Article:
In May 2020, a meeting was held to discuss whether an eye tracking methods reporting guideline was needed, and consider whether existing published guidance (Hessels & Hooge, 2019; Oakes, 2010) was sufficient to provide a minimum reporting guideline covering most eye tracking research applications. The group decided that a complete guideline was warranted and opted to produce a single document to cover minimum reportable items across all eye tracking fields, rather than separate guidelines for each subspecialty, since most issues affecting eye tracking data quality are common across research fields. Following the Delphi Method (Brown, 1968), from January to March 2022, all 47 members of the group were invited to contribute anonymously to an unstructured list of items to be considered for inclusion, resulting in 69 suggestions (see Supplementary Material for list). In September 2022, a structure was added to the guideline to enable inclusion of items specific to certain types of eye tracking studies. From September to December 2022, over three rounds, each item on the preliminary list was discussed in the context of the guideline scope and its inclusion was voted on by the group to reach the final checklist presented in Table 1 of minimum reportable items.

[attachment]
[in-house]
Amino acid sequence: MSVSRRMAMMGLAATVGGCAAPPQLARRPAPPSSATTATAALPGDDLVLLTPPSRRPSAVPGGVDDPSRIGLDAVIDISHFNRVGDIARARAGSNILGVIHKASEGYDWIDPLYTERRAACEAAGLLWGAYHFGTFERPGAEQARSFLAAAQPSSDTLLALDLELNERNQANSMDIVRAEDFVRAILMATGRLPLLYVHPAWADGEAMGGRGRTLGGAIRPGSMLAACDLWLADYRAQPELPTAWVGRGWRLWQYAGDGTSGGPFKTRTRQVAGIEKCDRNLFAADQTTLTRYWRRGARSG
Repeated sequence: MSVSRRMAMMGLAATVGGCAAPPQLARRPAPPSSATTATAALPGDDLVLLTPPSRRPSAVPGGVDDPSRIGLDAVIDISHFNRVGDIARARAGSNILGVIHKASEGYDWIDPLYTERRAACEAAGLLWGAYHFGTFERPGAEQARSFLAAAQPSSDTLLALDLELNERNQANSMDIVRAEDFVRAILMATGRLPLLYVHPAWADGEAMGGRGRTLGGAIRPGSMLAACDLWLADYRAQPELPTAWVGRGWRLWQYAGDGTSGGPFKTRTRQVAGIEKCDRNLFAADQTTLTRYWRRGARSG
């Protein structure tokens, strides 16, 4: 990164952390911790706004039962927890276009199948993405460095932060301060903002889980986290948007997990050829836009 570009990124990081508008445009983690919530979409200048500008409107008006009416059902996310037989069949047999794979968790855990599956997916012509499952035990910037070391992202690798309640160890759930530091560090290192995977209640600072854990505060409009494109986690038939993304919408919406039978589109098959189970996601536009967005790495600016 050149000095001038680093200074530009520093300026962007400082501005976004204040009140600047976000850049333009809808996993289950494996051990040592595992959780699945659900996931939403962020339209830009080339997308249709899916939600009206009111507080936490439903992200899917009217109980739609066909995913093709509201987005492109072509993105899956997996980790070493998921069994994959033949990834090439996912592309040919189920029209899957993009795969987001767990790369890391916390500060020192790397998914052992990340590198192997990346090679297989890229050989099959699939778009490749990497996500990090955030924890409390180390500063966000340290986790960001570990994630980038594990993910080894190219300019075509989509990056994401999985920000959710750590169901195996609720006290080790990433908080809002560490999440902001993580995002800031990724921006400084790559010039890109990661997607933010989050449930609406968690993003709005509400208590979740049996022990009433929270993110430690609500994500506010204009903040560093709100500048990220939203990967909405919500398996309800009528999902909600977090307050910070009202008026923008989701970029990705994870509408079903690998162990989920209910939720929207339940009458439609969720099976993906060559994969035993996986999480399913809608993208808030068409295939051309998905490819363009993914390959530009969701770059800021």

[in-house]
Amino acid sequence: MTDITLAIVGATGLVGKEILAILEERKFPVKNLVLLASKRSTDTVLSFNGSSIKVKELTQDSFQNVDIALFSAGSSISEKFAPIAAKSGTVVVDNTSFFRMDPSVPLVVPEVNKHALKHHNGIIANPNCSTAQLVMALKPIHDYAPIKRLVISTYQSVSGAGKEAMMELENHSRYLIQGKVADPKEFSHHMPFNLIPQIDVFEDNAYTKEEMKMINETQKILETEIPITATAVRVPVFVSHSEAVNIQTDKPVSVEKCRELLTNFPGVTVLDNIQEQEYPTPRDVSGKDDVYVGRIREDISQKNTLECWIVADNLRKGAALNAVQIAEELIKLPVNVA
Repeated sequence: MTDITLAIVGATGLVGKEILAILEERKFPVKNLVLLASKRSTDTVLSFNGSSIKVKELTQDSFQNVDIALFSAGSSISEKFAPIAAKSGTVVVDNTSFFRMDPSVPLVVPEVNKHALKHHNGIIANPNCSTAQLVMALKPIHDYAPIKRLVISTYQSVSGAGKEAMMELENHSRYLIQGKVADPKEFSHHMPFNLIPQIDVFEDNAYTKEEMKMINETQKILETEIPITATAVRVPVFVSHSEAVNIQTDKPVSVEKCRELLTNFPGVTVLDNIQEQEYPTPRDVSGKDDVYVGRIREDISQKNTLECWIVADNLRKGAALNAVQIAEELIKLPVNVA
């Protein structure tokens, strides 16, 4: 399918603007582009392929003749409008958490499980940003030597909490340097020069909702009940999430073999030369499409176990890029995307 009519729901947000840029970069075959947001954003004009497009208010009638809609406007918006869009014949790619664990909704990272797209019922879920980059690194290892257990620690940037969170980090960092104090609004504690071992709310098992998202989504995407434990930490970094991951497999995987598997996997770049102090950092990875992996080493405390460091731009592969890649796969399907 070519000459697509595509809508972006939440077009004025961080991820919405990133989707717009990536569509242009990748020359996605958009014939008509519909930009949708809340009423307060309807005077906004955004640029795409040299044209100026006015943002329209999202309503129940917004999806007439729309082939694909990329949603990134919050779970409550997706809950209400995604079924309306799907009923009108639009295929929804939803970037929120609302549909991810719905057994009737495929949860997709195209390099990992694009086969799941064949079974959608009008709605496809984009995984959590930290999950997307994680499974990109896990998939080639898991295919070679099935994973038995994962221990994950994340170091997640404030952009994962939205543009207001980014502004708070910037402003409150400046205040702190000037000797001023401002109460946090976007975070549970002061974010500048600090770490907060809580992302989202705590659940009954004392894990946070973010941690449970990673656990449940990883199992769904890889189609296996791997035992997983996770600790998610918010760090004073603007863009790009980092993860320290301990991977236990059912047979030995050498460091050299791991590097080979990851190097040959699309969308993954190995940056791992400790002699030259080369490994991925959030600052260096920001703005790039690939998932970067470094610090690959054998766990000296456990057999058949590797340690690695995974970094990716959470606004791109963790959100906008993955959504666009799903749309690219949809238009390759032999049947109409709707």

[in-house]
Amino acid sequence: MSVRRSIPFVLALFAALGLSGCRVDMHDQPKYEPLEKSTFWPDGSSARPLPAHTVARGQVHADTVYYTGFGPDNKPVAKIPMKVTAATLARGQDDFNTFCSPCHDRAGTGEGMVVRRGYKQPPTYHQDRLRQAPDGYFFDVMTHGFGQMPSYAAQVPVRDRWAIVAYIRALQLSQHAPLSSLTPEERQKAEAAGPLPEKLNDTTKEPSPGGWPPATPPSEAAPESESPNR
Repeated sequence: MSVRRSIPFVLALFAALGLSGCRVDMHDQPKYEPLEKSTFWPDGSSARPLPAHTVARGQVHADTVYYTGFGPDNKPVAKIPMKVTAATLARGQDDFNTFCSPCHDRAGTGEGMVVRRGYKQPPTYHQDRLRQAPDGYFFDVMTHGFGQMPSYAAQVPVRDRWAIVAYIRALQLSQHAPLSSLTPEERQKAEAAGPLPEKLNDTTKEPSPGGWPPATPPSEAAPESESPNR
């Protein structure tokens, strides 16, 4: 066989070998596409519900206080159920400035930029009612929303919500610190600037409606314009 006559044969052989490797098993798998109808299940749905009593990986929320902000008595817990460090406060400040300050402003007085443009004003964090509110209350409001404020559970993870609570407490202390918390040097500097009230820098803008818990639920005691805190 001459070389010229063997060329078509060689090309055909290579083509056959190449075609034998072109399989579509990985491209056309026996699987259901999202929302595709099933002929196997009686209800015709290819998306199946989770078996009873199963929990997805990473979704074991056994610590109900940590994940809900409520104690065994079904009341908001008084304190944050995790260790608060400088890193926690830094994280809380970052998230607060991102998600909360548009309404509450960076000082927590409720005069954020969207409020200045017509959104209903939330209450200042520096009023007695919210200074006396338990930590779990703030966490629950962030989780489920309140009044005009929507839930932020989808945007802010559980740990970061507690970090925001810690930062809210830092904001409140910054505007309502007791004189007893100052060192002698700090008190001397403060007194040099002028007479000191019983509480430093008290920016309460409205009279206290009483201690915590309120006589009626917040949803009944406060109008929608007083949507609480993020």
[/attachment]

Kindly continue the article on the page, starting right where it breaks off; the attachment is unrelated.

Checklist items

Below, we provide the rationale and an example of ideal reporting for each item included in the checklist. For some items (A3, A7, and A12), constructed examples are given, as we were unable to find any suitable publication to cite as an example of good reporting for these items. Note that some studies might require more or fewer details when reporting their methods. The checklist and worked examples provided here have the aim of reminding authors about the minimum aspects of their research that must be described in their publications to allow critical appraisal and reproducibility.